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Antibody-mediated blockade of phosphatidylserine enhances the anti-tumor activity of targeted therapy and immune checkpoint inhibitors by affecting myeloid and lymphocyte populations in the tumor microenvironment
  1. Adam Yopp1,
  2. Nikoletta Kallinteris2,
  3. Xianming Huang1,
  4. Joe Shan2,
  5. Kerstin Menander3,
  6. Bruce Freimark4,
  7. Jeff Hutchins2,
  8. Steve King2,
  9. Dmitry I Gabrilovich5 and
  10. Rolf Brekken1
  1. Aff1 grid.416214.40000000404466131UTSW USA
  2. Aff2 grid.430202.7Department of Clinical AffairsPeregrine Pharmaceuticals Inc. Tustin CA USA
  3. Aff3 grid.430202.7Peregrine Pharmaceuticals USA
  4. Aff4 grid.430202.7Peregrine Pharmaceuticals, Inc Tustin CA USA
  5. Aff5 grid.251075.40000000119566678The Wistar Institute USA

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Meeting abstracts

The underlying cause for the failure of immune checkpoint blockade is the overwhelming, persistent and multifocal immune suppression in the tumor microenvironment. This is due to the absence of pre-existing antitumor Teff because of the action of important upstream immune checkpoints that recruit immunosuppressive cytokines (e.g., TGF-beta and IL-10) and tumor infiltrating myeloid-derived suppressor cells (MDSCs), regulatory T cells (Tregs) and M2 macrophages that can occupy up to 50% of the tumor mass.

The membrane phospholipid, phosphatidylserine (PS), is an upstream immune checkpoint. In normal non-tumorigenic cells, PS is segregated to the inner leaflet of the plasma membrane but becomes externalized to the outer leaflet of the plasma membrane in cells in the tumor microenvironment. PS is recognized and bound by PS receptors on immune cells where it induces and maintains immune suppression. PS-targeting agents block PS-mediated immunosuppression by multifocal reprograming of the immune cells in the tumor microenvironment to support immune activation. Antibody-mediated PS blockade reduces the levels of MDSC, TGF-beta, and IL-10 and increases the levels of TNF-alpha and IL-12. PS blockade also re-polarizes tumor-associated macrophages (TAM's) from predominant M2 to predominant M1 phenotype, promotes the maturation of dendritic cells (DC's) and induces potent adaptive antitumor T cell immunity.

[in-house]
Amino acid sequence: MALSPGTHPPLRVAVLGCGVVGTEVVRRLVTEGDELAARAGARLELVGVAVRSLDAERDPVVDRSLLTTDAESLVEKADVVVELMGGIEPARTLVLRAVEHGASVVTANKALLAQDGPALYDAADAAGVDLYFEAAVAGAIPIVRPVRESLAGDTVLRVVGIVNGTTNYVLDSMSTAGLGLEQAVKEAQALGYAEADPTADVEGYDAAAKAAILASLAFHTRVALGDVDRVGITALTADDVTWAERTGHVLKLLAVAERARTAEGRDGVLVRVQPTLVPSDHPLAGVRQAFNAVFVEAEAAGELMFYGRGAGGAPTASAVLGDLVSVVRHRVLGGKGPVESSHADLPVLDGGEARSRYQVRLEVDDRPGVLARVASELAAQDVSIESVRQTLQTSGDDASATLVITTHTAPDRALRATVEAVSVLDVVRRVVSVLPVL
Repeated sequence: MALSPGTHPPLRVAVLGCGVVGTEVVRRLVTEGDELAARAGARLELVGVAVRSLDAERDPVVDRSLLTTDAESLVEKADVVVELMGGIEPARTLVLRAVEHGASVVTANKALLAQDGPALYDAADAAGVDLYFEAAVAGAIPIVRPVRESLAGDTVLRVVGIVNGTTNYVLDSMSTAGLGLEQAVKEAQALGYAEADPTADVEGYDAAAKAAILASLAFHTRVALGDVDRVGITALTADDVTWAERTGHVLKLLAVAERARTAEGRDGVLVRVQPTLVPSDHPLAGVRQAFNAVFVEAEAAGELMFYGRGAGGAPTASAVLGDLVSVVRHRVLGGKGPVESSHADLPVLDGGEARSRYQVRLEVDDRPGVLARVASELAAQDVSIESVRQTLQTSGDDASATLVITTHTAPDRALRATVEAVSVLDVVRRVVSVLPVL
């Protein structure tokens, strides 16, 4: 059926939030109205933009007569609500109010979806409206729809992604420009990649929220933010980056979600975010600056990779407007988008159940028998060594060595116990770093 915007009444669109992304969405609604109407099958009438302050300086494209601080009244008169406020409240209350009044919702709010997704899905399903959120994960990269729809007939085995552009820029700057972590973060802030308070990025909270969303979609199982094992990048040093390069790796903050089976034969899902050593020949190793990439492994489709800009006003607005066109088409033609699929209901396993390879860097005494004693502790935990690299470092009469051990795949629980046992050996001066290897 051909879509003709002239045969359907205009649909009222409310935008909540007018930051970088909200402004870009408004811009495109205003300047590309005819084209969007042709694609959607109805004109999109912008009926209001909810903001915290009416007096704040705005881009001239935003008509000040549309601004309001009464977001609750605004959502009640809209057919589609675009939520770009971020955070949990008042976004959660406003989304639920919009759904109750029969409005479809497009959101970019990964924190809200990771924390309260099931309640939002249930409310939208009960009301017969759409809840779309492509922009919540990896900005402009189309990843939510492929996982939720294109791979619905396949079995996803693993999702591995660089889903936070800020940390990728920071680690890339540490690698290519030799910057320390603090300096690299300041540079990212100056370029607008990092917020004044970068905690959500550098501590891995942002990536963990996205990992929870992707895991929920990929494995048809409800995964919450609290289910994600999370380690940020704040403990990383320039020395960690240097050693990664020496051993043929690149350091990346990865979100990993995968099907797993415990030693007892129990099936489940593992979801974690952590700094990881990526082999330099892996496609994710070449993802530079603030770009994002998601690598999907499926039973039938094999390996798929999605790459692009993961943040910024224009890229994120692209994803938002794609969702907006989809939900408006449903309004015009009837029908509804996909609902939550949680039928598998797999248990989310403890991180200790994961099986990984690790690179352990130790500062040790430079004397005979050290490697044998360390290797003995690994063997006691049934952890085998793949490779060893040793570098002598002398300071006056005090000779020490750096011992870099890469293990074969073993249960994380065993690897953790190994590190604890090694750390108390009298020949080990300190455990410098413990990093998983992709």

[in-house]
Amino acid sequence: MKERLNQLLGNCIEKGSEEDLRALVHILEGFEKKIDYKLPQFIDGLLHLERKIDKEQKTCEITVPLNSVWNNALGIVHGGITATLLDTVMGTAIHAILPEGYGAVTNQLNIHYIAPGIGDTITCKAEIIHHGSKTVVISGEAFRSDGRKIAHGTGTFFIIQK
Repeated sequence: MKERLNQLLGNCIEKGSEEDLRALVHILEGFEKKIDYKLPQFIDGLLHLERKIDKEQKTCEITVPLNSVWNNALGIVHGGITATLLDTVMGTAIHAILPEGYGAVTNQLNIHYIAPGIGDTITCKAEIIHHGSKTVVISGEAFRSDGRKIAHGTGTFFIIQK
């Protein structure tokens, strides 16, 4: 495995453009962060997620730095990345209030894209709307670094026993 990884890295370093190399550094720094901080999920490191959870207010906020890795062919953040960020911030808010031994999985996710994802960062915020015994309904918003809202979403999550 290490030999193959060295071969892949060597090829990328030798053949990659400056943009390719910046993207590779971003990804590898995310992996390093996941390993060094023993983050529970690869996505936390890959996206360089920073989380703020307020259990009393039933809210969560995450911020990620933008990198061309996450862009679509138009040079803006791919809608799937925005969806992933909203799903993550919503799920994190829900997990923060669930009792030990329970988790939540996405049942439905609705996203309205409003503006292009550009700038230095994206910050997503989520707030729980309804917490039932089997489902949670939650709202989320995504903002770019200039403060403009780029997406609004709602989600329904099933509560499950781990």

In a Phase II clinical study, immunohistochemical evaluation of HCC tumor tissues post combination treatment indicated an increase of immune infiltrates; raising the potential of a clinically meaningful anti-tumor immune response. Pre-clinically, we demonstrate that PS targeting agents enhance the anti-tumor activity of anti-CTLA-4 and anti-PD-1 antibodies in immunocompetent models of melanoma (B16 and K1735) and breast (EMT-6) cancer and that tumor growth inhibition correlates with an increase in the infiltration of activated T cells and myeloid cells and the induction of adaptive immunity. In summary, PS blockade in combination with targeted therapy and other immune checkpoint inhibitors promotes a robust, localized, anti-tumor response and represents a promising strategy to enhance cancer immunotherapy.